Galway theatre in 2013 review

Galway Advertiser,
Kelly McAuley and Marie Mullen in The Colleen Bawn.

Kelly McAuley and Marie Mullen in The Colleen Bawn.

SO THE curtain comes down on another 12 months of theatre-going and there was no shortage of exciting shows to hold and captivate audiences’ imaginations throughout 2013.

Druid saw the year out with a spirited and entertaining staging of Dion Boucicault’s 19th century comedy-melodrama, The Colleen Bawn, Garry Hynes’ fine ensemble taking to their roles with relish a-plenty. A zestful mix of villainy, intrigue, romance, and humour (plus a sprinkling of blarney) it also works in some pointed observations on Irish class divisions and prejudices.

The performances are hugely enjoyable throughout, including Aisling O’Sullivan’s hilarious heiress Anne Chute; Marty Rea’s flustered and conflicted Hardress Cregan, Maeliosa Stafford’s oleaginous Corrigan, Marie Mullen’s two maternal roles, and Aaron Monaghan’s slavish lackey Danny Mann. A real crowd pleaser for the season that’s in it.

And it was a nice to see Druid recently rename their theatre the Mick Lally Theatre in honour of the much-loved actor. A fitting memorial.

Another seasonal crowd pleaser was the recent return of leading English actor Clive Francis with his own one man adaptation of A Christmas Carol. Brilliantly bringing to life Scrooge and all the other characters in Dickens’ ageless classic, this was a virtuoso performance that captivated the Town Hall audience.

Indeed one-actor plays provided some of the most memorable highlights of the past year, and two of them were from the Galway Arts Festival, Olwen Foueré’s take on Finnegan’s Wake in Riverrun and Tom Vaughan Lawlor in Howie the Rookie.

In Riverrun, Foueré took on the part of Anna Livia Plurabelle, the primal river of life that courses mightily through Joyce’s novel. Positioned in front of a standing mic, her voice swooped and whispered and sang while her body swayed and weaved as the torrent of Joyce’s words flowed through her.

Certainly there are times when one can get lost in that torrent, with its punning cascades and eddies, its bewildering whirlpools, but like any river it also has its passages of clarity and calm and Foueré conveyed the sense of both the river and the writing’s powerful life-affirming energies in what was a truly outstanding performance.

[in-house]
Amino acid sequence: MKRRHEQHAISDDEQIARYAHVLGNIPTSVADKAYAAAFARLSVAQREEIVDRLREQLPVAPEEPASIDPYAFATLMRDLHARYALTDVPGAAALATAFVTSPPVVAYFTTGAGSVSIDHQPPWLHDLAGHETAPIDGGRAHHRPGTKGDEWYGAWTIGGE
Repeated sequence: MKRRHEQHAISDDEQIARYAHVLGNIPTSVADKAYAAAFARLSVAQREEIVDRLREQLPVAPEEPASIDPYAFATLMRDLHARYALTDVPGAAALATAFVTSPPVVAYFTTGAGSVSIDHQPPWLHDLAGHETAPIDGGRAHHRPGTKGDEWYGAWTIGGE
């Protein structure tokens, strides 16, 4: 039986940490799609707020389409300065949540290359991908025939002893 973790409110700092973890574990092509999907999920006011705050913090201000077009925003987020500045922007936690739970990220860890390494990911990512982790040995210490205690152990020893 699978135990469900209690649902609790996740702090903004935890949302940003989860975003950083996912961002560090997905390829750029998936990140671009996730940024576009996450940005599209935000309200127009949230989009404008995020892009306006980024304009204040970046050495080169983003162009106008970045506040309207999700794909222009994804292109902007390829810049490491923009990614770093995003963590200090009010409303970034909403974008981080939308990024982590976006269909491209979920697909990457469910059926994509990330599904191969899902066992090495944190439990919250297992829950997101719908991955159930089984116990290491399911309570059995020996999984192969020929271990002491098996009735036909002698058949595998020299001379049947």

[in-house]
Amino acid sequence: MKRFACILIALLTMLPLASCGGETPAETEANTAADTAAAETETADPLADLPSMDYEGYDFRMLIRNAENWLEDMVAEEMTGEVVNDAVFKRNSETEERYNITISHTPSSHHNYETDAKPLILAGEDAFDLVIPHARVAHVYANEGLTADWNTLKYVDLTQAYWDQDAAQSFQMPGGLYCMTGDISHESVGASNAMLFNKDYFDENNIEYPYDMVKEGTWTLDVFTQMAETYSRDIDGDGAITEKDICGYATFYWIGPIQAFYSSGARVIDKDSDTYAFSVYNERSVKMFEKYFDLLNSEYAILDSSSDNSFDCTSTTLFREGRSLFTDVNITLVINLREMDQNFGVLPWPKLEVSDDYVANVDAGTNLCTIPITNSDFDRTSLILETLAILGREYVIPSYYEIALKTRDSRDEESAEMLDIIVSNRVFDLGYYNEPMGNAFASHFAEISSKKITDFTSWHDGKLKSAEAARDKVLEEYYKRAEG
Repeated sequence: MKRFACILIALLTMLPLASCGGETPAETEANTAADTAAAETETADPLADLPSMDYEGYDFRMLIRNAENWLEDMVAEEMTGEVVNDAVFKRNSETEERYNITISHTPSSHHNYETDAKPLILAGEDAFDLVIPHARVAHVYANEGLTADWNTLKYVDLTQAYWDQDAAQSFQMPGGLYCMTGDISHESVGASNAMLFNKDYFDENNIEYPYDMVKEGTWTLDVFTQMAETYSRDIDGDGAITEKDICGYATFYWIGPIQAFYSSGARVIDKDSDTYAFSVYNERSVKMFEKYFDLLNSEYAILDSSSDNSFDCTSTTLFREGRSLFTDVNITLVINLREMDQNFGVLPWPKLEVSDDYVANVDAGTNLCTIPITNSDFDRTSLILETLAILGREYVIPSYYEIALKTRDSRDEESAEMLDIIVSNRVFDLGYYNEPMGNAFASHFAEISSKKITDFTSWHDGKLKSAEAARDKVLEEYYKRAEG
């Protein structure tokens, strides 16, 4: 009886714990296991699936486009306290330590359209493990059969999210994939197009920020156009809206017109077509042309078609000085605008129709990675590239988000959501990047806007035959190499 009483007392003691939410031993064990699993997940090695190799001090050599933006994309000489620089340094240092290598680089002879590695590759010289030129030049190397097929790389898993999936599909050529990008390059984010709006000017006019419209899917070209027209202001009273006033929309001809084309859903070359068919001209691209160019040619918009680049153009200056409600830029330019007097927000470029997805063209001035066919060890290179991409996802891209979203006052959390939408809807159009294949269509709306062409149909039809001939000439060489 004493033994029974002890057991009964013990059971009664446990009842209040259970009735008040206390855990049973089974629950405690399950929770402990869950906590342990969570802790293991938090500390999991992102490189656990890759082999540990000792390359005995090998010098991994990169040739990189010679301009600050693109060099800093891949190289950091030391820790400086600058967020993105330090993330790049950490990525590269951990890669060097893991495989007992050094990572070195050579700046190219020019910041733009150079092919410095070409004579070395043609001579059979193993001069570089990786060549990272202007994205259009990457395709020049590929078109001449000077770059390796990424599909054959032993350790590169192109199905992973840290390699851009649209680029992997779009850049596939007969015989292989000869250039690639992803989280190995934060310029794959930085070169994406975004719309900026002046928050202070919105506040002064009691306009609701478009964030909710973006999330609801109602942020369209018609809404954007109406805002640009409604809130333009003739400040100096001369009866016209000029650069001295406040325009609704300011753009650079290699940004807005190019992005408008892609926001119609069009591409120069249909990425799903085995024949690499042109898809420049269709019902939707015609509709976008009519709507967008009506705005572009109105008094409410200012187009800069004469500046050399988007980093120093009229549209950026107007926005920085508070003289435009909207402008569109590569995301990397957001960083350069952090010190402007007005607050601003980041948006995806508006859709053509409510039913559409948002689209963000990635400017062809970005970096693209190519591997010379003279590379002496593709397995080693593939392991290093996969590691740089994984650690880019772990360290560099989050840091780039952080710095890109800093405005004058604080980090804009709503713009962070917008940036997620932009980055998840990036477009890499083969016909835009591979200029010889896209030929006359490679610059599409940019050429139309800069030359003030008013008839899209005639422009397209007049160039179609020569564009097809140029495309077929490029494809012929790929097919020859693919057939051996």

Equally remarkable was Tom Vaughan Lawlor’s bravura performance of both roles in Mark O’Rowe’s Howie the Rookie (directed by the author). He was electrifying as he conjured O’Rowe’s two marginal figures, Howie Lee and Rookie Lee, and their assorted sidekicks and nemeses in a drama fizzing with brio and élan from first minute to the last.

Another truly memorable play from the Galway Arts Festival was Yael Farber’s Mies Julie, a production of gut-churning, visceral power whose shattering finale provoked gasps from the audience. Farber relocated Strindberg’s classic to a modern-day South African farmhouse, where the smouldering Julie (Hilda Cronje) paced the red-tiled floor afire with pent-up sexual tension while Xhosa farm-labourer John (Bongile Mantasi) tried to focus on his work and avoid the erotic heatwave in the room.

John and Julie were inexorably drawn together into a torrid coupling that also ignites a fiery sex-and-race power battle between worker and his white employer.

Farber made this fierce struggle a powerful metaphor for the wider South African conflict over claims to land ownership and ancestral rights, the country’s ongoing racial divides and difficulties in delivering on the promise of the end of apartheid. “Welcome to the new South Africa, Mies Julie where miracles leave us exactly where we began,” John remarked bitterly at one point.

The arts festival also offered a welcome return run for Blue Teapot’s Sanctuary by Christian O’Reilly, a sensitive and warm drama about the difficulties for people with intellectual disabilities to have romantic relationships. First seen at last year’s Galway Theatre Festival, the play’s appearance at the arts festival, and subsequent visit to the Dublin Fringe, got glowing reviews, all richly deserved. A terrific year for Blue Teapot was crowned in November when the company received an Arts and Culture Award from the Galway County Council.

Both the Galway Fringe and Galway Theatre festivals continued to offer platforms to small and upcoming companies from both the city and farther afield. With the Fringe now having grown to a two week event it certainly bears out that there is no shortage of eager and talented theatre makers coming through the ranks. Both festivals are welcome presences on the city’s arts scene.

Mephisto graced the Galway Theatre Festival with David Harrower’s Blackbird and the Town Hall with an excellent, and timely, revival of Patricia Burke Brogan’s Eclipsed. Decadent Theatre Company kept up its reputation for compelling work with Eden and A Skull in Connemara. Irish language drama enjoyed Macdara O’Fatharta’s Tom Murphy adaptationof An Tioranach Drogallach and Fibín’s lively updating of Irish myth with Setanta by Paul Mercier.

Aside from the three solo plays mentioned already, there were a string of others sprinkled throughout the year that afforded much pleasure, including Rob Crouch’s affectionate evocation of the rollicking life of Oliver Reed, Wild Thing; Peter Duffy’s fine rendition of Kavanagh’s The Great Hunger at the Galway Fringe; and Mirjana Rendulic’s Broken Promise Land about the life of an exotic dancer.

It will be interesting to see whether this trend continues into next year. We shall soon find out!



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